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Is Spacetime Moving ?

  1. Jun 14, 2004 #1
    Is Spacetime Moving ???

    If spacetime is considered as a substance, can motion be one of its attributes?

    Is spacetime the immovable substance like the aether? Is an aether the same as a static space? It's an experimental fact that both matter and antimatter move in spacetime.

    When space is merged with time, does this mean that space becomes dynamic (acquiring the attributes of force and acceleration)?
     
  2. jcsd
  3. Jun 15, 2004 #2
    This question could be interpreted as the continuation of an other one concerning the possible quantization of space time. Except the fact that we do no more speak about the quantization but of the structure of space time itself.
    As I use to say in my work: Relativity evacuates the aether but re-introduces a continuum which is an other type of rubber; a quite better one. To avoid misunderstanding, I do not shed tears because of the disappearance of the notion of aether and I don’t want to discuss about the Morley Michelson experiment.

    Relativity accords a big importance to the geometry and I am sure that we could begin a scientific description of the universe in considering the different configurations of its geometry. This said, each configuration appears to be compared with a state of the system and why could we not imagine that yes space time is a kind of substance whose motion is the change between a preceding state and the following one?
    With the Relativity we can accept the idea that the field (of gravitation) which is strongly connected with the curvature and consequently with the geometry (and the topology) of the space time “carries” a part of the energy present in the universe and the way around that the repartition of this energy determinates the geometry of the universe; one more time, if one agree with the idea that energy can move, space time, as carrier of a part of it, can move.

    I must say your question is a central one in my approach which is built in considering the vacuum as a stage with at least 3 inseparable types of random fluctuations (Electric Magnetic and Gravitational) interacting together in a strange play. Using again a beautiful picture as still used in an other thread, we usually just look at the player (the EM field) forgetting that whilst he is catching our attention with Shakespeare, his foot are supported by the stage (the geometry) which appears to be exactly so important as the text if one wants to see the play.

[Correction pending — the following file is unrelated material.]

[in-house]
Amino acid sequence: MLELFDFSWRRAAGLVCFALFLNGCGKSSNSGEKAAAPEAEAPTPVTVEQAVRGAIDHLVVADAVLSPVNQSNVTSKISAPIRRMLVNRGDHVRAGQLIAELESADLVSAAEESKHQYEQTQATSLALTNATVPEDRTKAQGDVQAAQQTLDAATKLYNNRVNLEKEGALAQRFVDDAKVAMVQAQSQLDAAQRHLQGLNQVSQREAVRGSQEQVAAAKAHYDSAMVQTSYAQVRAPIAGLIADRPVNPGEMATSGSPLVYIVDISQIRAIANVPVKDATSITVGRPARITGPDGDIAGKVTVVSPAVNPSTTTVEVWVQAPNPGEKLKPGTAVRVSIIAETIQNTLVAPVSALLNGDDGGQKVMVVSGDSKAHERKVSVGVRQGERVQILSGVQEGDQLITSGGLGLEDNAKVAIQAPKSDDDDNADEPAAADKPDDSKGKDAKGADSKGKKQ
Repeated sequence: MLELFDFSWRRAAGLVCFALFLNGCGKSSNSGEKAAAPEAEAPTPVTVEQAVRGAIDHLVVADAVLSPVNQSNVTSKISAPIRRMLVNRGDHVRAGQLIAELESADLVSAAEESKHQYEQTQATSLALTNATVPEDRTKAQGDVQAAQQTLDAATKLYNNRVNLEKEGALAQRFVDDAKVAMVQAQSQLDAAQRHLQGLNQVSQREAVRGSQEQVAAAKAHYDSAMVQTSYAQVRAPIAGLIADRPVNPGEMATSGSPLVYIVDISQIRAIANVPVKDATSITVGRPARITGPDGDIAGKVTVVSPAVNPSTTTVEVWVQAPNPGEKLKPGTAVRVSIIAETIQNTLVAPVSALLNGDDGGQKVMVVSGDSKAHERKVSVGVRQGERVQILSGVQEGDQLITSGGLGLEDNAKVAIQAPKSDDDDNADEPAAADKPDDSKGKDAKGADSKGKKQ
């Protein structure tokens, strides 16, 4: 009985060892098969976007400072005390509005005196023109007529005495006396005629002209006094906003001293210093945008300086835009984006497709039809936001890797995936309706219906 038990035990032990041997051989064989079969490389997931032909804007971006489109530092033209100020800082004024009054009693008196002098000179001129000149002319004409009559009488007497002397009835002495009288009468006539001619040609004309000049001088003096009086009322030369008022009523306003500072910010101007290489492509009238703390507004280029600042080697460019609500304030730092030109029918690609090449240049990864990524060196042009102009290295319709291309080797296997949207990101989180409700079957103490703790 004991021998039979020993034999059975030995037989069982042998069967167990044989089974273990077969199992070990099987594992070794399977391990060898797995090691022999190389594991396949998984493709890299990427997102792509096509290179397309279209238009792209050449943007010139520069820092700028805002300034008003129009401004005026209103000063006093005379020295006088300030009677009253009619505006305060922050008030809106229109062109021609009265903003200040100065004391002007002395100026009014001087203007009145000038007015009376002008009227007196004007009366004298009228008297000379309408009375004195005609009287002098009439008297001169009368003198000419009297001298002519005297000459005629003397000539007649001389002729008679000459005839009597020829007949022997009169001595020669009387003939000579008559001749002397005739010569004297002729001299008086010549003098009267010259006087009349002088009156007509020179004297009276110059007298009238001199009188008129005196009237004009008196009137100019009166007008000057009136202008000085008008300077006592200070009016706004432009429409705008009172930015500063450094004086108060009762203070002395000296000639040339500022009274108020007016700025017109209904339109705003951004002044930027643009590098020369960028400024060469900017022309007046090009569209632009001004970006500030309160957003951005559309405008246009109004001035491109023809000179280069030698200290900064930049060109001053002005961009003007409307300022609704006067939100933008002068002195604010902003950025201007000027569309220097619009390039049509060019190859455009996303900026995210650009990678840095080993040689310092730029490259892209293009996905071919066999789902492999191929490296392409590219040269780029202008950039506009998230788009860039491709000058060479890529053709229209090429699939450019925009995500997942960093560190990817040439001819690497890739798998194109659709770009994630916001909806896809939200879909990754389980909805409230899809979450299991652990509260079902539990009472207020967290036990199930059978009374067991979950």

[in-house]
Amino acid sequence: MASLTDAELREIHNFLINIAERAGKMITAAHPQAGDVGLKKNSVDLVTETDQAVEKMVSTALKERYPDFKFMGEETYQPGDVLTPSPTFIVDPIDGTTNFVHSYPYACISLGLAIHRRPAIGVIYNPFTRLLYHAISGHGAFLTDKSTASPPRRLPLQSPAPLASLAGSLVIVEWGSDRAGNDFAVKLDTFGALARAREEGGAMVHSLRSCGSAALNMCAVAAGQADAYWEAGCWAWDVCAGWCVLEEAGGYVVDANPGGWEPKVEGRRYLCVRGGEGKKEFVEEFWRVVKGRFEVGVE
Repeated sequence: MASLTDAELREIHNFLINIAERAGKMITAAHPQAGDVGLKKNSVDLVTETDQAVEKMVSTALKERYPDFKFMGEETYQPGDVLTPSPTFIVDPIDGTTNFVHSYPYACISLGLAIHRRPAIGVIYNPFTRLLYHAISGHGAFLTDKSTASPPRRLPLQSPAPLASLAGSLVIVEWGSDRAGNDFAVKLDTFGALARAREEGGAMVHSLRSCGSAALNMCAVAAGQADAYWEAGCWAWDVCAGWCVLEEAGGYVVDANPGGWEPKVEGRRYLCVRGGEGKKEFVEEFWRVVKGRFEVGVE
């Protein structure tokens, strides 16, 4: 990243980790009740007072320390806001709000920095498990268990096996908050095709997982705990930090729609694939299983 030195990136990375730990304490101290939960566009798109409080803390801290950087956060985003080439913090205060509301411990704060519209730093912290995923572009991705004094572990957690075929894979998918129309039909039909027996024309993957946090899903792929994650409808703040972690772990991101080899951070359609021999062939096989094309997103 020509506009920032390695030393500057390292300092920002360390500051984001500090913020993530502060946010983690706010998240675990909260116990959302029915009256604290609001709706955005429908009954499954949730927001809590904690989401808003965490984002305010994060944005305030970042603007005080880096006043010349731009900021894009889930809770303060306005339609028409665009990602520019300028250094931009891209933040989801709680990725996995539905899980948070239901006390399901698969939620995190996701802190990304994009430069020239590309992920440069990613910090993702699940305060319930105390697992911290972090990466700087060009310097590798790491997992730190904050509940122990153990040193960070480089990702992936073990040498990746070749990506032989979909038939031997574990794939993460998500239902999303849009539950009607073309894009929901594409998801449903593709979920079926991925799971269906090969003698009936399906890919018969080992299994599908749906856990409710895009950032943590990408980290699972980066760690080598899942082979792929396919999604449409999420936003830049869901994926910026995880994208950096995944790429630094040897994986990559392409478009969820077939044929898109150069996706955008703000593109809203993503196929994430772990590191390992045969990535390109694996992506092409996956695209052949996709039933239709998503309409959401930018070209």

The Law of the equivalence between the curvature tensor and the stress energy tensor connected to the duality wave – particle and the equivalence mass of a particle – energy of the particle let me guess that space time itself interpreted as geometric structure carries a part of the total energy in universe; and if one compares the volumes occupied by the vacuum to the volumes occupied by what we call the matter, one can guess too that most part of the energy should be “dark” (I mean carried by the structure).

    Concerning the notion of time which is certainly strongly connected with the notion of entropy why not imagine that time could be a function of position and speed [e.g. for one spatial dimension: t = f[x, v(x)] leading to a definition of the duration dt = ("d"f/"d"x). dx + ["d"f/"d"v(x)]. dv(x) / "d" means here partial derivation] which would be amazingly in harmony with some recent works made by psychologists concerning the perception of the duration by human people; see French edition of American Scientific; June 2004]?
     
  4. Jun 15, 2004 #3
    http://www.ncsu.edu/felder-public/kenny/papers/gr2.html


     
  5. Jun 15, 2004 #4
    I am working on the possible dynamic of this "rubber." Wha I come up with is two distinct topologies. These are not equivalent iff the dynamic exists. If spacetime is static then supersymmetry is possible.

    Thanks, Russell for the papers by Felder. I am still reading it. He describes his 3rd way of understanding general relativity by the use of arbitrary coordinate systems. But in my study of spacetime, I am trying to avoid the use of any coordinate system. Do you think we can still describe local motion of spacetime without the use of a coordinate system?
     
  6. Jun 18, 2004 #5
    Points in manifolds are covered by coordinate patches, but tensors give coordinate independence. A symmetry.

    Tensors:

    http://www.grc.nasa.gov/WWW/K-12/Numbers/Math/documents/Tensors_TM2002211716.pdf
     
  7. Jun 18, 2004 #6
    Again, thanks for this paper by NASA on tensors. I always had a fear of tensors but maybe after reading this paper, I am hoping to be rid of this fear once sense for all.
     
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